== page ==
How to handle a poor performing employee

Being a line manager is hard!

All too often we hear from leaders that they wish their people would just do what they needed them to without any problems. But people are tricky and that’s why you are in the wonderful position of being their line manager – helping them to be the very best that they can be and to make sure your customers are getting the very best service – whether that’s to external customers, or other internal departments within the business.

Being a leader is all well and good when performance is good, but when a team member isn’t performing, it can’t be ignored. The longer you leave it, the worse the situation will become – it will not magically get better, so don’t simply hope it will and put it to the bottom of your list.

Often leaders make the assumption that an underperforming team member will need to leave the business, but that isn’t always the case; frequently, addressing performance issues results in a better performing and more engaged (aka happier) employee. And getting the best out of your people, is what being a leader is all about.

As HR consultants we regularly help businesses with issues like these, so here are our top tips for managing an underperforming employee:

Time is of the essence

It’s tempting to kick things down the road when there’s a problem – no one likes having those difficult conversations, but the longer you leave it, the worse the situation will get for customers, for colleagues, and for the individual concerned – it’s very rare that someone doesn’t realise they’re not performing well. So be brave and tackle the situation sooner rather than later.

Have a clear policy in place

Leading people is all about clarity – people like certainty and to know what is expected of them and dealing with performance issues is no different. So, make sure you have a robust process to follow, with a policy to guide you, to ensure you’re being fair and consistent in all cases. This will have the added benefit of ensuring your employee understands the process that will be followed and the potential consequences if their performance doesn’t improve.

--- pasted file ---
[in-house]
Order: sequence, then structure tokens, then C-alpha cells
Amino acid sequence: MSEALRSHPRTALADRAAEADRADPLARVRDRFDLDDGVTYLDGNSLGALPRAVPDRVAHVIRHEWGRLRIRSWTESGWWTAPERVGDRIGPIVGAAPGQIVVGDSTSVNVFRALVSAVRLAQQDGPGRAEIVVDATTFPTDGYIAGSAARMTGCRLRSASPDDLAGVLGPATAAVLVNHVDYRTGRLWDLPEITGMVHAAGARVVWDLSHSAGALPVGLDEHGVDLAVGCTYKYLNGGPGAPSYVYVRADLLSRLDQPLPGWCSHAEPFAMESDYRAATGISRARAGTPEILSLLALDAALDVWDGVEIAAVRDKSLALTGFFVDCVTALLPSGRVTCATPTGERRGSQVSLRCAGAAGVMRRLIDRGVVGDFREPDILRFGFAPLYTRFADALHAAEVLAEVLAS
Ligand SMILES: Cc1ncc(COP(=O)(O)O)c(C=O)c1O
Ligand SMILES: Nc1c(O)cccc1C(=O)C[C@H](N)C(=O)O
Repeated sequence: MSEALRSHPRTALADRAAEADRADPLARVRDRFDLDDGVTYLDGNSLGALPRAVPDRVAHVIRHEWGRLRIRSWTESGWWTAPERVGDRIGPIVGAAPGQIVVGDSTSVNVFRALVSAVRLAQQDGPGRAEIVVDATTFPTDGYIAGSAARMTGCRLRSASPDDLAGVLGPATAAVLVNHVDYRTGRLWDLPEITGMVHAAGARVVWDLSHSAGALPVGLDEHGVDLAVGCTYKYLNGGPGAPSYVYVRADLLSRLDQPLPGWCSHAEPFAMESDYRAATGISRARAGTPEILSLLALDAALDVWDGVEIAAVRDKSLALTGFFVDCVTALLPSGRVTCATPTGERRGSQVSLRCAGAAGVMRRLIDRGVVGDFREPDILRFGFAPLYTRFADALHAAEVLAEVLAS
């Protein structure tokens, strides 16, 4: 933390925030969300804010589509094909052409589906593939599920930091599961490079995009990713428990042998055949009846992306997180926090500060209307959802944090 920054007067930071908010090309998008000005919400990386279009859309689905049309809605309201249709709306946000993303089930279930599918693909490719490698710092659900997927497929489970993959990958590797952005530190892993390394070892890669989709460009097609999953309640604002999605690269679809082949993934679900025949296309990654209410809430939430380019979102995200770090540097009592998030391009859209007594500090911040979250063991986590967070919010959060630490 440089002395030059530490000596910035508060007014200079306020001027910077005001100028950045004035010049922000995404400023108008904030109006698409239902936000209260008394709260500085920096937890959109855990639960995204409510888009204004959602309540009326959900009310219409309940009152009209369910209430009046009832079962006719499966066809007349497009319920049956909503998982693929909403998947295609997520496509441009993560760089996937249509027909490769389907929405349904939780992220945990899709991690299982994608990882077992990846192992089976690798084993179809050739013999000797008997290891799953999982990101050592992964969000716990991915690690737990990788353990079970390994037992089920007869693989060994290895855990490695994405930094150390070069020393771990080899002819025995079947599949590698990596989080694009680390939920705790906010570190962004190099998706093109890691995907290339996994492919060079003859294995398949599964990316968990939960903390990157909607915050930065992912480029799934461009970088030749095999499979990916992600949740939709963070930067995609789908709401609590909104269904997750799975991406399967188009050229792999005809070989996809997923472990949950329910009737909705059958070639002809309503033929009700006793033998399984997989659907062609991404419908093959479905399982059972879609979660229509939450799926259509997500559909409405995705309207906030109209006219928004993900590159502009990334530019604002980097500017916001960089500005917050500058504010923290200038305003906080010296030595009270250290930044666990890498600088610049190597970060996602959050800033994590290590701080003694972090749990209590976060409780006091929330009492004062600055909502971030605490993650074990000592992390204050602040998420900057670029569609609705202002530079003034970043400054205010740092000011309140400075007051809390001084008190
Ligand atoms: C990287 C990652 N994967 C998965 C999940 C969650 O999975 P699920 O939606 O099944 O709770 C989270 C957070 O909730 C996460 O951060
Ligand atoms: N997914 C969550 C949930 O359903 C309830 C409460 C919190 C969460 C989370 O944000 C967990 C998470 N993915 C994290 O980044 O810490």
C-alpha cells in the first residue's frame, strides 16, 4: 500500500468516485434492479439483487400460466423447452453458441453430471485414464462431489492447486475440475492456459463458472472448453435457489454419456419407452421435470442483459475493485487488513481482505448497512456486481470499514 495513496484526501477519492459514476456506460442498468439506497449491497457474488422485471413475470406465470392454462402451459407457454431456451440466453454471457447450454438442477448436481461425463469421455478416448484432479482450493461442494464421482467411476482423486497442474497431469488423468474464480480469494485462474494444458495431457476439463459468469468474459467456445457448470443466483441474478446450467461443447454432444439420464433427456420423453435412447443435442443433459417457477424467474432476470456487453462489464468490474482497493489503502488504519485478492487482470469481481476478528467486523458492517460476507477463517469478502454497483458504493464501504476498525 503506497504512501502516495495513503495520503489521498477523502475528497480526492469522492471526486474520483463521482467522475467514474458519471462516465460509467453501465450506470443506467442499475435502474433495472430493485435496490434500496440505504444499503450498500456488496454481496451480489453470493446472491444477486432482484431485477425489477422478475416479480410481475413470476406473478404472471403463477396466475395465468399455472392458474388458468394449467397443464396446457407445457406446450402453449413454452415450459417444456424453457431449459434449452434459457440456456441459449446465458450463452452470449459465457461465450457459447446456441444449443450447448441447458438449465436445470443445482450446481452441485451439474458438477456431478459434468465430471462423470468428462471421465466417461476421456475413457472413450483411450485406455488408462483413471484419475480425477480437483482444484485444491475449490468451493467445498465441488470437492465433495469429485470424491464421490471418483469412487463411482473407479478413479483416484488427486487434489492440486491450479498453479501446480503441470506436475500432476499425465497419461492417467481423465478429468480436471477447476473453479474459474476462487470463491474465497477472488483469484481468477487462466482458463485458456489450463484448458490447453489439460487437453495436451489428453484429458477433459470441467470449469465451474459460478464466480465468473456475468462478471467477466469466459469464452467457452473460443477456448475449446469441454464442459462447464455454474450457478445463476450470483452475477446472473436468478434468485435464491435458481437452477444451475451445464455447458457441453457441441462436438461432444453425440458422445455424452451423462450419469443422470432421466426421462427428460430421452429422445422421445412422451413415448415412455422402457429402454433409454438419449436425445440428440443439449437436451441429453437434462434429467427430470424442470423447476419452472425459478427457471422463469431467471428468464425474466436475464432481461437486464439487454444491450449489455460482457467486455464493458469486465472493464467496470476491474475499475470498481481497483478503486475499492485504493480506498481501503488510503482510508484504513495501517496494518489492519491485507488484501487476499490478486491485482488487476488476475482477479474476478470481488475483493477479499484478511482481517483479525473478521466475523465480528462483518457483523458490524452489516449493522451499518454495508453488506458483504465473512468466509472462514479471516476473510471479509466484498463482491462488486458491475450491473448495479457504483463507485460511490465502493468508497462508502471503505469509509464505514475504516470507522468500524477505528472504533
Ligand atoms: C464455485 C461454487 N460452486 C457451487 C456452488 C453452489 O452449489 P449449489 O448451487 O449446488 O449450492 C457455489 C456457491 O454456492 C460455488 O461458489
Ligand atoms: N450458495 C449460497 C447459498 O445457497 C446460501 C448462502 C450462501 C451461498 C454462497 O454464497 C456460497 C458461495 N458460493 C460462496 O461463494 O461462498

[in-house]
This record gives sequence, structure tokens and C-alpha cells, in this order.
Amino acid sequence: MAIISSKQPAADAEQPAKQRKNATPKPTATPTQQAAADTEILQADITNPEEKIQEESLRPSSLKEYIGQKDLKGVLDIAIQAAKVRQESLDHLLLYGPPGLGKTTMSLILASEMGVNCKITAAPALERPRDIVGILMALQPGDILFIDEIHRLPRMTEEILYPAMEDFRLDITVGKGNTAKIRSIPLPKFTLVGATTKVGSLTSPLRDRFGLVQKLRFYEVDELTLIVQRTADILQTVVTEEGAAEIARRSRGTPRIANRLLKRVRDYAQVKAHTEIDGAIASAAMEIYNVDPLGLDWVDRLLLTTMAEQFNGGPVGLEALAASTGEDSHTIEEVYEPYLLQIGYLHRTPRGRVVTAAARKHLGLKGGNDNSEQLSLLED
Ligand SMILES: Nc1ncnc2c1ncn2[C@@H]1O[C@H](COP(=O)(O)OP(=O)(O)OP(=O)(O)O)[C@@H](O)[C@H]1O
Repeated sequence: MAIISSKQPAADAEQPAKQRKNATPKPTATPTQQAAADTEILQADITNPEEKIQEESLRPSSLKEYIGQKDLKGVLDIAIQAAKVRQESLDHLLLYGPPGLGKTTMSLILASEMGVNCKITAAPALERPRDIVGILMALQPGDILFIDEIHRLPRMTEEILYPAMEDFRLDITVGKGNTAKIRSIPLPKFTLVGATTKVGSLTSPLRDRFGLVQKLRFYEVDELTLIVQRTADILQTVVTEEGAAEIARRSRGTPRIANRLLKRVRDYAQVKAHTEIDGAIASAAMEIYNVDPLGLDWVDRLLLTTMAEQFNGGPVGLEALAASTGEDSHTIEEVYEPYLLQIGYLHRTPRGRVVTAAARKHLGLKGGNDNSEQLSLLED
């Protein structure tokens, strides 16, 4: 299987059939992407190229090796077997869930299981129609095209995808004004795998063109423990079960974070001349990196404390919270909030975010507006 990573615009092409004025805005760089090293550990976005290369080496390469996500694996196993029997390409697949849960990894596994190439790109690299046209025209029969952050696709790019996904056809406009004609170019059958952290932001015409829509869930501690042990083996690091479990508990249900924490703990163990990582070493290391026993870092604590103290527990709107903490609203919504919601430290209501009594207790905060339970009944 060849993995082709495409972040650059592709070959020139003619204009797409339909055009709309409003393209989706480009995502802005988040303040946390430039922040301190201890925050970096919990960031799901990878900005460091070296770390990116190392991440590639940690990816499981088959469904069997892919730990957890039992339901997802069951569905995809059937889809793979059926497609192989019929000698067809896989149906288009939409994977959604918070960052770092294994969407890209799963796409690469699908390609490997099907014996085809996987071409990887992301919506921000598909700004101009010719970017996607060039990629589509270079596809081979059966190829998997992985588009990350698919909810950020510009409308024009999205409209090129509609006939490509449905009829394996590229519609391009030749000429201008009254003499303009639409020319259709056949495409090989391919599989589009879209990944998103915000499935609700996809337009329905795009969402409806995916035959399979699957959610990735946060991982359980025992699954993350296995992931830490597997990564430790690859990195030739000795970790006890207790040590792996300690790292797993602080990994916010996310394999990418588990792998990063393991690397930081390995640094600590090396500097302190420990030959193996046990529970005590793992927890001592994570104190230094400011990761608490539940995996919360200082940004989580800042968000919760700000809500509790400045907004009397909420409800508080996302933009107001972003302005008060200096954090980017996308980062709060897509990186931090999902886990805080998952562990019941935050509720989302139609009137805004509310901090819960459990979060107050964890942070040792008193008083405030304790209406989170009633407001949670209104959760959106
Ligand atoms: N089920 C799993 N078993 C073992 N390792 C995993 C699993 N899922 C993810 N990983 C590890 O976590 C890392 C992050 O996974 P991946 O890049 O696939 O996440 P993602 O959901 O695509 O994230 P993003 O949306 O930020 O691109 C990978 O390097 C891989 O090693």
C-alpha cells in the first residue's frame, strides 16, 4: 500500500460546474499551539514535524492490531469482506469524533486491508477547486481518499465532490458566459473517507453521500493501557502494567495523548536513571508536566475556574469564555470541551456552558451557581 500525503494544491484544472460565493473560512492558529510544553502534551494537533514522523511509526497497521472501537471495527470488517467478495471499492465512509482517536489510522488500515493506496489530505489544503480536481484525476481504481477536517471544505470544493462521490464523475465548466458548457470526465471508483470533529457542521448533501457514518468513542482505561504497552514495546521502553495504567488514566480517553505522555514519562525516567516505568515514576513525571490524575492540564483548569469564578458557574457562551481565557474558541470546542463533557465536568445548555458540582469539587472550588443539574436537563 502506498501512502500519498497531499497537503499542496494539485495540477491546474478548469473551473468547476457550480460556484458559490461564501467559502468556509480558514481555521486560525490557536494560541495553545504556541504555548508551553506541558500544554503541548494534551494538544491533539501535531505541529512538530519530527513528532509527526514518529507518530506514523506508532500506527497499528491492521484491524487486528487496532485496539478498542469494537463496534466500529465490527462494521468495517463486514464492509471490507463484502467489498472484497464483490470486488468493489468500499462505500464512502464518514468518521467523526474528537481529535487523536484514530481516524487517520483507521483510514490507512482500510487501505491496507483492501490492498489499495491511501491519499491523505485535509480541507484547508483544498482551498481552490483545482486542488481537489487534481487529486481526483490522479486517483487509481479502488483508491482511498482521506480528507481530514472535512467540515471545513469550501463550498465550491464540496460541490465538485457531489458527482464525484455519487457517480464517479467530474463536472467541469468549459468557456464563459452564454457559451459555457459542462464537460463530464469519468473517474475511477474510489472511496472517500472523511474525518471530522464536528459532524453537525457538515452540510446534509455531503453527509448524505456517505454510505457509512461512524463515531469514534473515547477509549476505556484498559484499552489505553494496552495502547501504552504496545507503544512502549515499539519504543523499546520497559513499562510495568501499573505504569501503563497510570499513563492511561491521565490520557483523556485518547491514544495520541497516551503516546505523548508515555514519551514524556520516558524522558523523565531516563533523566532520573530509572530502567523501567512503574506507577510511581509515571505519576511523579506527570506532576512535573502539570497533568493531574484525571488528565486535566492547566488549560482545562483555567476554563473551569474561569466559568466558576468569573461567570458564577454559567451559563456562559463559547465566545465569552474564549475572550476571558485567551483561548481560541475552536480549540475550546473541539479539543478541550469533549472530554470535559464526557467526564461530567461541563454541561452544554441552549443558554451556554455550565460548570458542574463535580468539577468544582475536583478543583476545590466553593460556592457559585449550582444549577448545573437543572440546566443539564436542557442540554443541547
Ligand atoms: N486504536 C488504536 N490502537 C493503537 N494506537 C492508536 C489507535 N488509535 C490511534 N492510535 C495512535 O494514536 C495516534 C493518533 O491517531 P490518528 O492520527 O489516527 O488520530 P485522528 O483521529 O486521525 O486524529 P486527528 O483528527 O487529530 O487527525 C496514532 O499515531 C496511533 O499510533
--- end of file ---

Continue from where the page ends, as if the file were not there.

There are certain people policies that an employer is required to have by law and this includes a disciplinary policy, but we would also advise that you have a capability policy in place also.

Be open and honest

When you sit down with your team member, make sure you’re fully prepared for the discussion – don’t have it on the fly, performance conversations aren’t easy so prep will make it run a lot more smoothly so:

• Plan out what you want to talk about – why are you dissatisfied with their performance?
• Bring recent, clear examples of behaviour/work that has been sub-standard.
• Ask open questions, and then listen to what your employee has to say. Why is their performance not up to standard from their perspective? What will help them to improve?
• Show compassion – no one wants to be underperforming at work; perhaps there are personal issues that are affecting work so don’t be afraid to ask if there’s anything going on outside of work that might be impacting them.
• Agree a way forward – ensure they understand what needs to change and what ‘good’ looks like.
• Agree when you will next get together to review progress – allow enough time for them to demonstrate they can do as needed, but not so long that the conversation is forgotten.
• Then, follow it up in an email, and note what has been agreed upon, asking them to let you know if they are unsure what is expected.

Make sure you follow up!

Whether your team member shows the required improvement, or not, it’s important that you get back together with them to discuss their progress.

You’ll need to either give them praise that they’ve taken your feedback on board and acted accordingly – a big pat on the back is needed to ensure they continue on this path.

Or, you need to discuss the fact the necessary improvement is still lacking, and have a further conversation about why this is. If you’re still unhappy with the performance, you may need to consider starting a formal performance improvement process (PIP).

Getting formal

Most of the time, people take on board their boss’ feedback and act accordingly. Sometimes, however, a more formal process is needed. For this, you need to put in place formal performance objectives, along with timeframes for achievement, which you review and if not achieved, a warning is issued.

This can be tricky, so it’s a good idea to get advice and support from an HR professional who can guide you through the process. Crucially, you need to ensure you follow your own internal policies (disciplinary or capability, whichever is relevant) and also take into account the ACAS guidance. If you don’t then you may come up against issues should the employee raise a grievance, or make a claim at an employment tribunal.

Avoiding performance issues

Ultimately, leadership is all about communication, so to avoid performance issues altogether, make talking to your team members, and reviewing their performance a priority in your weekly tasks – that will mean that any issues will be picked up quickly before they become a big problem.

And of course, if you need help with any performance issues, get in touch – as a leader you can’t be expected to have all the expertise, all of the time and that is where we can help.